Much of the challenge of the road’s completion was to protect it from avalanches. This is done with – among other things – explosive charges to knock out large accumulations of snow before they have a chance to build, and cone-shaped barriers of concrete scattered on the mountainside to dissipate sliding snow.

Most obvious, though, are the snow tunnels: literally, above-ground tunnels that mean any avalanches pass over them and into the valley below, without affecting the road itself. When I drove through here last summer, I assumed these were actual tunnels that cut through the cliff-face, but they’re not. They weren’t created to ease the road’s construction but to prevent its destruction.

SOMETHING DIFFERENT: (Rogers Pass) And happy birthday to me, too! I was born at the exact moment that Bennett was cutting that ribbon 50 years ago. People tell me I was born to drive this highway, but I think I’m just up for a good road trip.

On the phone with the CBC at the Rogers Pass hotel

On the phone with the CBC at the Rogers Pass hotel

You may have heard me explaining this on Monday. If you listen to CBC in the afternoon, there’s a good chance you did: I had 16 consecutive interviews with local radio hosts, each for 10 minutes or so. Phew!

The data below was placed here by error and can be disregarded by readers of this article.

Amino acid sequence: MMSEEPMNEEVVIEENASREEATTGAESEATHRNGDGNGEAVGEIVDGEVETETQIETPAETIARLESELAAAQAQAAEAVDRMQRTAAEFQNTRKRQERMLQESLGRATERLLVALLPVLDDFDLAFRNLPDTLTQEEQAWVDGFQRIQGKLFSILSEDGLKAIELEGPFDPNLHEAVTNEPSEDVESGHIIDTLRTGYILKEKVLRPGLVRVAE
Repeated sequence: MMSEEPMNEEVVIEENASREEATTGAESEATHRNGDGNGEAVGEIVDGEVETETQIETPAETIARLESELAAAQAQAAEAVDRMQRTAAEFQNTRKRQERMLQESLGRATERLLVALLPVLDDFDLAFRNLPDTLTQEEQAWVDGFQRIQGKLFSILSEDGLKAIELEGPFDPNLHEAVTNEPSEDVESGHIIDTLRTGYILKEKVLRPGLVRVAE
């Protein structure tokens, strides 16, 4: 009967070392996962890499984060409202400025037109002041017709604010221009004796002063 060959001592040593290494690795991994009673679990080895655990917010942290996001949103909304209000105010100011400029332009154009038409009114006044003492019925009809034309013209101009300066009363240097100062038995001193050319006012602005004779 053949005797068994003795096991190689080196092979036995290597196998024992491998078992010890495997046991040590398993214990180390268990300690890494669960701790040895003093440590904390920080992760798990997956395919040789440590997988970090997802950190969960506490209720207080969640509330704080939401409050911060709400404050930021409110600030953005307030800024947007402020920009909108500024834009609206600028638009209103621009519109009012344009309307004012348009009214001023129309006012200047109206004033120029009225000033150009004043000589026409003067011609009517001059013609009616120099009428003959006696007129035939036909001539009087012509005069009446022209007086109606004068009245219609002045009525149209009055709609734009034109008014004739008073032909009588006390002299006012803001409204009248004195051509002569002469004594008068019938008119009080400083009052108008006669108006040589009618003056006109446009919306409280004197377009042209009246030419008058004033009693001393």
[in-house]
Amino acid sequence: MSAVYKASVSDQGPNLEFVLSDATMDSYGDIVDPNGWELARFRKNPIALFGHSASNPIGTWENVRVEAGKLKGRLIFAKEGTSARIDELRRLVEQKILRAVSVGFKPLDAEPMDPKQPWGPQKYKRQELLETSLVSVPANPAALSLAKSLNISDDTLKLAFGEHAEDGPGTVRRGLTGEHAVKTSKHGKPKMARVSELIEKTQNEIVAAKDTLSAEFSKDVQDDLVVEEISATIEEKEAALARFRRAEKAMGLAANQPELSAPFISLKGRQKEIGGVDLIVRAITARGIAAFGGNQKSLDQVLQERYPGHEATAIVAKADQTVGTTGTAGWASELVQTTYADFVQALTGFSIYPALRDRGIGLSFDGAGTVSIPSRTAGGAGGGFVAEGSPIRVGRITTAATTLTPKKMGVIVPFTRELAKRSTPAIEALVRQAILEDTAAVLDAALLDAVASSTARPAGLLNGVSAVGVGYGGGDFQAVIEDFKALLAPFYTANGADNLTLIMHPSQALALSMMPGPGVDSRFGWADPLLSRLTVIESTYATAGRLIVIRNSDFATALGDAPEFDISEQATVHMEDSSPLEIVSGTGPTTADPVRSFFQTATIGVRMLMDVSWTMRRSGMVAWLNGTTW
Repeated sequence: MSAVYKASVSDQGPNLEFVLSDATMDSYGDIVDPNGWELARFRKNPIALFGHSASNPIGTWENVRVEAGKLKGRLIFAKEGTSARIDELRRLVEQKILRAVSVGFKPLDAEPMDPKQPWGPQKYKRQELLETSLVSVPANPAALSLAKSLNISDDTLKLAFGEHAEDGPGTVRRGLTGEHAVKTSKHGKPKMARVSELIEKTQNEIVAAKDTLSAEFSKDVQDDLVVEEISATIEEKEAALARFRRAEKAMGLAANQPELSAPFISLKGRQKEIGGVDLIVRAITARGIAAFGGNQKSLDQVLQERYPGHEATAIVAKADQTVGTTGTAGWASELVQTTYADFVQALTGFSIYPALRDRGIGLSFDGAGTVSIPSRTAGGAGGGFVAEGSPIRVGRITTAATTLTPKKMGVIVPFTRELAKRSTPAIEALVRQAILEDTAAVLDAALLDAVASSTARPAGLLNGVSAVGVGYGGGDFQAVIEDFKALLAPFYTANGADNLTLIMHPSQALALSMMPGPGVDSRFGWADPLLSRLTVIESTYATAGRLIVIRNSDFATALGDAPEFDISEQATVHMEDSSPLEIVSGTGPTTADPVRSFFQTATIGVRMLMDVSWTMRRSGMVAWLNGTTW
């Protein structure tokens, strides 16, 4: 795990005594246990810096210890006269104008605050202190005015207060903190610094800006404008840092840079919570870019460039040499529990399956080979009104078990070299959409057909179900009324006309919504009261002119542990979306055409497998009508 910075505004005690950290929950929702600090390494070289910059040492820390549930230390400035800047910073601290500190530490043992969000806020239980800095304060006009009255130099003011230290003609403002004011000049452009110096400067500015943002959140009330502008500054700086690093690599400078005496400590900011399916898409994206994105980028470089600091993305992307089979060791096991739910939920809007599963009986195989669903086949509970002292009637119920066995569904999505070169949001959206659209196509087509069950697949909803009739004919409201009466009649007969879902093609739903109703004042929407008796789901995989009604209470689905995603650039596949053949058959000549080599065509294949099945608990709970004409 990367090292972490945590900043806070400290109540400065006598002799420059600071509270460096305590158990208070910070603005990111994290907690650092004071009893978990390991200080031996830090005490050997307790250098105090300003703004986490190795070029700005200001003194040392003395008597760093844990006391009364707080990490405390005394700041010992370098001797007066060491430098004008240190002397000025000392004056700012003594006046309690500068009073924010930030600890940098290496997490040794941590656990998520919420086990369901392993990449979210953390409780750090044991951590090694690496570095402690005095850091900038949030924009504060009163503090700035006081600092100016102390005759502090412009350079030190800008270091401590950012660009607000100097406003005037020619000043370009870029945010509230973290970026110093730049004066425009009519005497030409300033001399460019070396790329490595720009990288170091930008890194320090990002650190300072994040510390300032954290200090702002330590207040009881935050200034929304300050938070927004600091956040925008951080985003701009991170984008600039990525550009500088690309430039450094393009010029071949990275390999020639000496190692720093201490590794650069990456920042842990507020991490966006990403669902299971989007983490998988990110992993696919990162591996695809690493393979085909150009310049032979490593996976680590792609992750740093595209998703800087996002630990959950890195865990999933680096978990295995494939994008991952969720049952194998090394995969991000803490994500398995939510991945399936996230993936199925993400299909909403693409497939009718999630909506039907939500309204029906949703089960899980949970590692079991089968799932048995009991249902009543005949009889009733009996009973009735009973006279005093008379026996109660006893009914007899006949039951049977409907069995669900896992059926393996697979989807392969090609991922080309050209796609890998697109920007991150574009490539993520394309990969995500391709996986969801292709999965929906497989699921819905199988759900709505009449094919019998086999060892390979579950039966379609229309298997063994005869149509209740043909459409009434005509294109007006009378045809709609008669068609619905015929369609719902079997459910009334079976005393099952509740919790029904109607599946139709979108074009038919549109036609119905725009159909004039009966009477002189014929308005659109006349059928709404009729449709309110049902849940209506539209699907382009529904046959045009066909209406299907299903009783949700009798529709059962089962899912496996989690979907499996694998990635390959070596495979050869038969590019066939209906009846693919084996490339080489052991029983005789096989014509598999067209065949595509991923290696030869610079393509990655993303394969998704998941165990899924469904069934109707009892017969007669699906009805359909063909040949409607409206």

The interviews were booked through the CBC’s syndication service, and then they called to make sure I was still available. The problem was the only fitting place for me to do this was from here on the summit of the Rogers Pass, and I really needed a landline. My cell phone had five bars of connection on it because there’s a Bell tower up here, but then a thunderstorm rolled in and the service dropped off, usually just as I was getting introspective. CBC Charlottetown in PEI lost me during a live broadcast and never did call back – sorry.

The view through the window

The view through the window

There’s a hotel up here though – who knew? – and I booked a room that came with its own phone for the final dozen interviews. It’s an older hotel, built just 18 months after the opening of the pass. A couple of fellow travellers driving home to Vancouver from Halifax met me up here after keeping in touch throughout this journey and they took Tristan off for lunch while I set things up. Thanks, Ed and Bev Frazer.

 

 

 

 

Happy birthday!

Happy birthday!

SOMETHING FROM TRISTAN, 12: (Rogers Pass) Today was my dad’s birthday and I bought him a gift that I think he enjoyed. It is basically a guy riding a motorcycle that you can put a wine bottle in to create the body.

We are staying in a hotel right on the Rogers Pass and he’s definitely happy about that because of the whole “birthday at the same time as the opening of the Rogers Pass” thing.

Also, at our hotel, one of those tourist buses showed up and a whole bunch of people unloaded and were fascinated with the gophers. They took lots of pictures of me because I happened to be feeding the gophers at the time they showed up so maybe I’ll be famous in China.

Tristan with the gophers

Tristan with the gophers

Today was a great day and maybe and hopefully tomorrow will be too.